Buried under phenomena

The "Application reference" The teaching of mathematics in this way prevents exactly what it was supposed to achieve: Enthusiasm for mathematics as a cultural science

Slowly but surely, the public awareness of conflict on the subject of "education" is increasing (overburdened schoolchildren and politicians on a denial tour). Mathematics, which belongs to the cultural core of the Enlightenment, takes a key position in this process. Whoever wants to reduce it to its application-related practicability, however "well-intentioned" his intentions may be, destroys our culture.

A vehement, general debate on the subject of math didactics last took place more than thirty years ago, when the ie was the use of set theory. Die Gegner befurchteten vor allem, fur den Alltag notwendige praktische Fertigkeiten wie schriftliches Addieren und Dividieren wurden einem kindischen Herumschieben bunter Figuren geopfert, die Kinder wurden nichts furs Leben lernen. The different points of view were represented with immense vehemence and probably had less to do with pedagogical questions than with diverging ideas of society.

Nevertheless, mathematics was sometimes discussed in passing. Thus, even one or the other non-mathematician learned that already since the beginning(!) of the 20. the set theory of the ingenious Georg Cantor had become in reality the common framework of almost all mathematical fields in the early twentieth century and was not just the lappish teaching method of anti-authoritarian do-gooders. Unfortunately, this selective enlightenment had no effect on public awareness.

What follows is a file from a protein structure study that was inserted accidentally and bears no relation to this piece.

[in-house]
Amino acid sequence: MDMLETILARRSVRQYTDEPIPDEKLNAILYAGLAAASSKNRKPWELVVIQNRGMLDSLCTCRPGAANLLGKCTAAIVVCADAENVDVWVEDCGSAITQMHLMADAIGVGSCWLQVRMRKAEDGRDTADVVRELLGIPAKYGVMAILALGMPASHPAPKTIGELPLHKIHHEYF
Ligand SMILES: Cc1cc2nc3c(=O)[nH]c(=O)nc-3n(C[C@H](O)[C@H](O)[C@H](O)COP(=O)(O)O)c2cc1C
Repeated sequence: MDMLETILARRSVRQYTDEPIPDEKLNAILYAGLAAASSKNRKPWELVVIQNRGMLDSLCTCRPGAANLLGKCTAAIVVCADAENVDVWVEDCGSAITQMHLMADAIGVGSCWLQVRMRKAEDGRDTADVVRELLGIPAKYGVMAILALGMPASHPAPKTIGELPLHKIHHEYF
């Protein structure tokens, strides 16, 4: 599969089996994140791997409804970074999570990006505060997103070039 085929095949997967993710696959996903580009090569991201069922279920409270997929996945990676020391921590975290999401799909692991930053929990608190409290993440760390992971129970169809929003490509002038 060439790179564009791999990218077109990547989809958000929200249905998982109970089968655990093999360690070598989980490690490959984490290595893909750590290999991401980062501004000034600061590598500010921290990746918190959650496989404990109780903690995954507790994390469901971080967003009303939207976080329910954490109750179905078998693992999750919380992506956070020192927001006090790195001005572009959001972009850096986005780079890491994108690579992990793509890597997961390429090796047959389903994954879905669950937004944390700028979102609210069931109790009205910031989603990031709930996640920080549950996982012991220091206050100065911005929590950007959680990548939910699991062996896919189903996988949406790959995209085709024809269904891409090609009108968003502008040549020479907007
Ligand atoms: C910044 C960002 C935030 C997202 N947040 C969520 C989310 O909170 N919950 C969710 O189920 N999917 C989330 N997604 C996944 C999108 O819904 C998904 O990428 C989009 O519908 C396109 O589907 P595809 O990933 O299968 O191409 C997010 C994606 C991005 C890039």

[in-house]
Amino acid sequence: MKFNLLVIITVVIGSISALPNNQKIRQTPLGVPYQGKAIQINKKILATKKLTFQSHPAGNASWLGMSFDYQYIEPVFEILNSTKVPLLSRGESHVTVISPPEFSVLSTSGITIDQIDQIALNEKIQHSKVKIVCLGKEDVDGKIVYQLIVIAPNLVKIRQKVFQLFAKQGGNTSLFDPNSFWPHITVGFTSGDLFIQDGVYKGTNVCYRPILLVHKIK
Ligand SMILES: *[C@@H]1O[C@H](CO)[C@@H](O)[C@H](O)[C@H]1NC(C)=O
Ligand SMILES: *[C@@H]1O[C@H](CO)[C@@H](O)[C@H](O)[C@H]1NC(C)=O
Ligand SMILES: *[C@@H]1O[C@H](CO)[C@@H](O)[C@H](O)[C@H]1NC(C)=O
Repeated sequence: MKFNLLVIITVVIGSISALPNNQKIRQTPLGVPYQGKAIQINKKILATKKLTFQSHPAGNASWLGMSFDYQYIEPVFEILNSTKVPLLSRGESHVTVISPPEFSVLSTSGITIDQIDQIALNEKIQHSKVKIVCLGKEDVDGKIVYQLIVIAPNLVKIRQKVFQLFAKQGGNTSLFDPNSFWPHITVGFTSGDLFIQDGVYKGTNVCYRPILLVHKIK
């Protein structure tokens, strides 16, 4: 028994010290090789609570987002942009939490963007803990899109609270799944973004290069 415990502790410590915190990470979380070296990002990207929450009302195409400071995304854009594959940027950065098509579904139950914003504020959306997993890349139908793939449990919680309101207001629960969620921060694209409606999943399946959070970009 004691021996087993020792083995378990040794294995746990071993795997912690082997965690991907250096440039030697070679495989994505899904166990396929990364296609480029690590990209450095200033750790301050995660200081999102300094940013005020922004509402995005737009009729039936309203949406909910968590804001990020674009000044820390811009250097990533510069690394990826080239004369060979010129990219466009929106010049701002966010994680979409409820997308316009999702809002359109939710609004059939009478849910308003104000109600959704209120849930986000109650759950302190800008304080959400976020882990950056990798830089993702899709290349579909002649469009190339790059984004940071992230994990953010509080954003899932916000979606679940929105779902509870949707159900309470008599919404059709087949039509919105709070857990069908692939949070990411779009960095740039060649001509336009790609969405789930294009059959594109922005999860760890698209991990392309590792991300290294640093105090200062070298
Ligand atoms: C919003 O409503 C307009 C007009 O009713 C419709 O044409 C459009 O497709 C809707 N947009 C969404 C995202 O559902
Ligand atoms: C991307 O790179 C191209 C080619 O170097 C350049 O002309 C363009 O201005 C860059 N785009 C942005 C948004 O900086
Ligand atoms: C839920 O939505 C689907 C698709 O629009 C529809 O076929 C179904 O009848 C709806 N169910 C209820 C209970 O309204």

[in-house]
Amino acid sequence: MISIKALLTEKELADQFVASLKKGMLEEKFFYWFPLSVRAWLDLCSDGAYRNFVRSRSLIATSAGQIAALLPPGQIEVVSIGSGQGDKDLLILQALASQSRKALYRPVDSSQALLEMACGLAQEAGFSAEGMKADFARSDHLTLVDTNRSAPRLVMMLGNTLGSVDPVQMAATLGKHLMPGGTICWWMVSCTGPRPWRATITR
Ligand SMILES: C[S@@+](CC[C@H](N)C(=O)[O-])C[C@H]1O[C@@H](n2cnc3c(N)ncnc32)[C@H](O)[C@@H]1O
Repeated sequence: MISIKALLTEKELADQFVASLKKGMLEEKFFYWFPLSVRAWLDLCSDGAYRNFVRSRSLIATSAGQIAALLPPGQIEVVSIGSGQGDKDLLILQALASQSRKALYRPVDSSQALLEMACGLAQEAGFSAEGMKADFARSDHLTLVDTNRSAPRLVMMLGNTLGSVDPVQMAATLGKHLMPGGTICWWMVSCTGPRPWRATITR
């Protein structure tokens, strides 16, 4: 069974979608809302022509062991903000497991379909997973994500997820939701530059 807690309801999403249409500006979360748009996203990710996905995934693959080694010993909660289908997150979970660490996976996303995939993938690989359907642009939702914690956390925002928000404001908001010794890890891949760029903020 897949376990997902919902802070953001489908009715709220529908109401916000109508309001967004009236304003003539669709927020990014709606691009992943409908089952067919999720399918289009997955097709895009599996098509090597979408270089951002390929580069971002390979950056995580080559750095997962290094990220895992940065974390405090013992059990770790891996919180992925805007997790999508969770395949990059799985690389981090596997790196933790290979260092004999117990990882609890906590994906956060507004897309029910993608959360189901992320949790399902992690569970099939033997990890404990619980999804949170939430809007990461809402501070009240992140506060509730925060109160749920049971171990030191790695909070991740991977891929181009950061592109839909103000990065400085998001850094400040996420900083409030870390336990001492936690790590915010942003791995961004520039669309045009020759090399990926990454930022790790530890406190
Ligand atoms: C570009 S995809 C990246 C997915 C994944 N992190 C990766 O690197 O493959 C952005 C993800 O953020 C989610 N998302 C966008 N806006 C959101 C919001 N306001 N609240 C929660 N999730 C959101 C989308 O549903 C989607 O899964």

The mathematical time machine, or: The love of brutal pedagogy

Until the "PISA shock," the subject of mathematics almost completely disappeared from the public consciousness, as did the "mathematical" natural science, physics. Only the bad results of the German schools in the international comparison changed this. Above all, the lack of ability of German schoolchildren to develop creative solutions to problems was conspicuous. A look into the schoolbooks gave an explanation. The mere opening of a textbook was enough to demotivate any intelligent, bright student. Tightly and densely packed, there were pages and pages of mindless arithmetic problems. These were also used abundantly, because not infrequently the children at home simply had to exercise vast amounts of, for example, written divisions.

Since the vehement debate about set theory, a silent reactionary roll-back had taken place. Welcome to 1900! After the set theory war, opposition from parents to the return to teaching methods that had been "preserved" for decades was neither to be expected nor did it occur to any significant extent. Parents obviously want their offspring to be taught life skills that are close to the real thing. Brachialpadagogik comes simply better, than a differentiated procedure, with which also things are learned, which are not directly useful.

In the meantime, the old math books have been replaced by new ones. They follow the approach of making mathematics more accessible through application. The range of tasks is now more diverse and much more varied than before. Which, by the way, does not please every teacher, because now tasks must be deliberately chosen by them. The same approach can be found in the natural sciences, especially in physics and chemistry. The idea is not least to arouse and maintain interest in poor or initially uninterested schoolchildren. There is no question that the new approach is clearly preferable to the old one. However, the intensity with which the application reference is targeted also has dangerous consequences.

"Save the Phanomene!"